Updated October 23, 2015 with modifications to the ectopterygoids from data beneath the mandibles.. 

Cathayornis yandica (Zhou et al. 1992, Figs. 1-3, IVPP V9769) was an Early Cretaceous enantiornithine bird known from a virtually complete skeleton on plate and counter plate. It is crushed flat.

The best published tracings
of this specimen are shown here (Fig. 1). I wonder if you’ll agree there is too much left to the imagination in both of these professional tracings. The easy parts are correctly labeled, but I sense confusion in the more difficult details. Some of these were labeled originally with a “?”.

Figure 1. Above, Tracing of Cathayornis from Zhou and Zhang 1992. Below tracing of Cathayornis skull by O'Connor and Dyke 2010 traced using camera lucida. Some element labels are guesses. A few are mistakes.

Figure 1. Previous best efforts at tracing Cathayornis. Above, Tracing of Cathayornis from Zhou et al.  1992. Below tracing of Cathayornis skull by O’Connor and Dyke 2010 traced using camera lucida. Some element labels are guesses (See “?”). A few are mistakes.

Try DGS just once to see if it works for you.
Applying color overlays to digital images of Cathayornis (Fig. 2, 3) recovers more bones more accurately than prior efforts (Fig. 1). And these can be used in reconstructions (Fig. 3). Note the postorbital and squamosal both drifted over the right frontal. That was a surprise. Yes, a tiny postfrontal is present, not fused to the frontal. Broken bones can be identified and repaired. Even the palatal bones can be identified.

Figure 2. Cathayornis skull animated GIF. Each frame lasts 5 seconds. Here virtually all skull elements are identified and applied to the reconstruction in three views (below). Compare the results of this technique to figure 1. Note how the upper and lower jaws match curves.

Figure 2. Cathayornis skull animated GIF. Each frame lasts 5 seconds. Here virtually all skull elements are identified and applied to the reconstruction in three views (below). Compare the results of this technique to figure 1. Note how the upper and lower jaws match curves.

There is no guarantee you’re going to get things right the first time.
I don’t get things right the first time. I make changes as the interpretation runs its course. All DGS does is to remove some of the confusion inherent in the roadkill by segregating one bone after another until most – or all – of the bones are accounted for and fit the reconstruction while matching the patterns of sister taxa.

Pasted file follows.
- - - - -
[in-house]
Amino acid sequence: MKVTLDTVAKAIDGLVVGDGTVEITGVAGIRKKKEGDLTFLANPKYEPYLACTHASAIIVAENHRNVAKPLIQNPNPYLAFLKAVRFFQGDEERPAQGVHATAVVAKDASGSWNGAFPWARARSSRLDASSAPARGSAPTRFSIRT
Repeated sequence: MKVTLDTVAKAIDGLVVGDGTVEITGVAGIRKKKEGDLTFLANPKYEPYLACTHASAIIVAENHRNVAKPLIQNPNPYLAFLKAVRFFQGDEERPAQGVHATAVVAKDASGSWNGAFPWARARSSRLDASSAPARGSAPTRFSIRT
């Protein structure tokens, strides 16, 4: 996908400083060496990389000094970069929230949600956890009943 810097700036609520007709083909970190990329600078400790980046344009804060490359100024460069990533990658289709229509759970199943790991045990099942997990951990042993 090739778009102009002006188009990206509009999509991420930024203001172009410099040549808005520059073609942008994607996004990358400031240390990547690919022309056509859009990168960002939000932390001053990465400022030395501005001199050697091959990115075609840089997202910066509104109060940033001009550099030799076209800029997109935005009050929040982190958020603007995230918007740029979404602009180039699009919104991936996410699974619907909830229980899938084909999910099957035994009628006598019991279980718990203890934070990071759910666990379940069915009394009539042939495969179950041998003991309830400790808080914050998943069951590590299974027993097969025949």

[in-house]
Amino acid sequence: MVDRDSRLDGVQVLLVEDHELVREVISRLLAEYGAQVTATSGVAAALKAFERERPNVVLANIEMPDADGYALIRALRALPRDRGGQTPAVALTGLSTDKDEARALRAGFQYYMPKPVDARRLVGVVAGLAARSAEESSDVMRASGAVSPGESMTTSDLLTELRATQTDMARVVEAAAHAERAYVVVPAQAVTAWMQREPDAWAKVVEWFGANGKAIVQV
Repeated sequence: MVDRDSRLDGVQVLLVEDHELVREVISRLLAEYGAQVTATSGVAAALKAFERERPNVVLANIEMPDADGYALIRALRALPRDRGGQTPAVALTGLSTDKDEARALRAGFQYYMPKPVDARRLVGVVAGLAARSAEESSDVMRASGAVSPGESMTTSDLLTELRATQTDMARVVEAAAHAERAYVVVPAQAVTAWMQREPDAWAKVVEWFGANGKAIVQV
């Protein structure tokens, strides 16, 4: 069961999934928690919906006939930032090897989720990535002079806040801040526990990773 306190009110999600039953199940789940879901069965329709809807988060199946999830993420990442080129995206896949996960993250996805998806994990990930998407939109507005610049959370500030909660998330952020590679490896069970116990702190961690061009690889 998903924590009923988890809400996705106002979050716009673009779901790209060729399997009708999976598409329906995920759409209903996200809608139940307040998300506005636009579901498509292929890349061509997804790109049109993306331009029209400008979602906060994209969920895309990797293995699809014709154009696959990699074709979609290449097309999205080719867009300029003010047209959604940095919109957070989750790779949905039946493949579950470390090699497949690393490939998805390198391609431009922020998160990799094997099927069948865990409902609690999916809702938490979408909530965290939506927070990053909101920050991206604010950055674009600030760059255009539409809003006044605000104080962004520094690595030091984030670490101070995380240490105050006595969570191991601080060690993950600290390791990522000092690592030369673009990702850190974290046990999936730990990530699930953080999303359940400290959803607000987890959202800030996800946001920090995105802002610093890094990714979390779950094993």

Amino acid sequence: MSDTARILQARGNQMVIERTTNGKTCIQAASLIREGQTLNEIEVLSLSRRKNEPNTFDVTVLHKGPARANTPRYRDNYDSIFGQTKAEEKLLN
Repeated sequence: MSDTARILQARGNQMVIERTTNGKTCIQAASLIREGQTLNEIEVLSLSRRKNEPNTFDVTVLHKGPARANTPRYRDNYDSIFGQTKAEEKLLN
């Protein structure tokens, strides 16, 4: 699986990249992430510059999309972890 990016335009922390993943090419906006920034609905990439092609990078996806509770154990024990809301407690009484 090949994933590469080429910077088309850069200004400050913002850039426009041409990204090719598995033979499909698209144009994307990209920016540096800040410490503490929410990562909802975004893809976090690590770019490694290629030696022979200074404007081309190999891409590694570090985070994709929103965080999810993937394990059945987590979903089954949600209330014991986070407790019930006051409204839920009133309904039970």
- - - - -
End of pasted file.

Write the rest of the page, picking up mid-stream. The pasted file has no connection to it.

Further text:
The postcrania
of Cathaysaurus is traced here (Fig. 3) and used to create a reconstruction in several views. The furcula can be traced here. Originally it was overlooked and misidentified.

Figure 3. Cathayornis tracing and reconstruction from tracing. Boxed area are ventral and rib elements originally segregated on a distinct layer and offset here for clarity. Note the green furcula, overlooked originally.

Figure 3. Cathayornis tracing and reconstruction from tracing. Boxed area are ventral and rib elements originally segregated on a distinct layer and offset here for clarity. Note the green furcula, overlooked originally. Those green bones on either side of the sternum are considered part of the sternum in traditional works. Perhaps they are, but the visible one appears to overlay the sternum, rather than be a part of it.

It may just be a matter of applied effort
When you discover something in paleontology, all you have to do is unveil it. The discovery is the big deal. Not much effort is required, but it is always appreciated. Later workers can add details with appropriate levels of support and criticism. If I had access to the specimen or a higher resolution image, perhaps the level of accuracy would increase further.